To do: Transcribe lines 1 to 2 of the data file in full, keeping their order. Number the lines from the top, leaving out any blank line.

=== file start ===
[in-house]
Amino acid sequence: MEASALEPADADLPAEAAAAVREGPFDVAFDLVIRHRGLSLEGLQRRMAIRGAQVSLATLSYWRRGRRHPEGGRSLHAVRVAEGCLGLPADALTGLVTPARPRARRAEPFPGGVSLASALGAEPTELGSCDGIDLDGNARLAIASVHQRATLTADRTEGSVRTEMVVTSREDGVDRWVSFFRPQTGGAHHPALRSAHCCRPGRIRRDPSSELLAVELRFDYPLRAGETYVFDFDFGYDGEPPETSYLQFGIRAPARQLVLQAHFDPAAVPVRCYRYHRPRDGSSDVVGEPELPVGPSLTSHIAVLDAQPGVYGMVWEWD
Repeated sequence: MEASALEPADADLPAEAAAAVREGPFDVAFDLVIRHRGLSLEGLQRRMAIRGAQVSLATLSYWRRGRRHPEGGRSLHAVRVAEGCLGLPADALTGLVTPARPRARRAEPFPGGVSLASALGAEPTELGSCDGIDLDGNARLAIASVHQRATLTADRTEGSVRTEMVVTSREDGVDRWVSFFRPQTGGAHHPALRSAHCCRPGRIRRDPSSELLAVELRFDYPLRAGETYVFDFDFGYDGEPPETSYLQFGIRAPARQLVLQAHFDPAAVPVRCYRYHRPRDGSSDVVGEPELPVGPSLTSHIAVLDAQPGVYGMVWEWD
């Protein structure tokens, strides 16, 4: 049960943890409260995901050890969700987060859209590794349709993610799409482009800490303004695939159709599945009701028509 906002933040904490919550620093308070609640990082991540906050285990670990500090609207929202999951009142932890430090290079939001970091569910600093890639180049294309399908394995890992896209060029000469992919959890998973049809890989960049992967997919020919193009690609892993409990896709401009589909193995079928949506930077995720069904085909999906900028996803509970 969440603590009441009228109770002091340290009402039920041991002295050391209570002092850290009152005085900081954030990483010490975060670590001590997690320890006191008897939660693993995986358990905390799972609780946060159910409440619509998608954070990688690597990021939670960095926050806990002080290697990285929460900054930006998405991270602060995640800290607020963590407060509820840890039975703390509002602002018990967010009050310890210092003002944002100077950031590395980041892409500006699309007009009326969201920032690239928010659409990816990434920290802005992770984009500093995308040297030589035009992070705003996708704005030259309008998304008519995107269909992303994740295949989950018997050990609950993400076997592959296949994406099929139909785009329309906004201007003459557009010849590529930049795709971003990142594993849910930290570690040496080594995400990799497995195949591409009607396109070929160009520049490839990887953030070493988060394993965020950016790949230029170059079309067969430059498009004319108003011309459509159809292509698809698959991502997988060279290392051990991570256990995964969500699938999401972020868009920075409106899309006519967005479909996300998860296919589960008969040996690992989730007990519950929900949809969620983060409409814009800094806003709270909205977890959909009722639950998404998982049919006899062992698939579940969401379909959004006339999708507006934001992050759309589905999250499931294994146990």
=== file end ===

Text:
[in-house]
Amino acid sequence: MEASALEPADADLPAEAAAAVREGPFDVAFDLVIRHRGLSLEGLQRRMAIRGAQVSLATLSYWRRGRRHPEGGRSLHAVRVAEGCLGLPADALTGLVTPARPRARRAEPFPGGVSLASALGAEPTELGSCDGIDLDGNARLAIASVHQRATLTADRTEGSVRTEMVVTSREDGVDRWVSFFRPQTGGAHHPALRSAHCCRPGRIRRDPSSELLAVELRFDYPLRAGETYVFDFDFGYDGEPPETSYLQFGIRAPARQLVLQAHFDPAAVPVRCYRYHRPRDGSSDVVGEPELPVGPSLTSHIAVLDAQPGVYGMVWEWD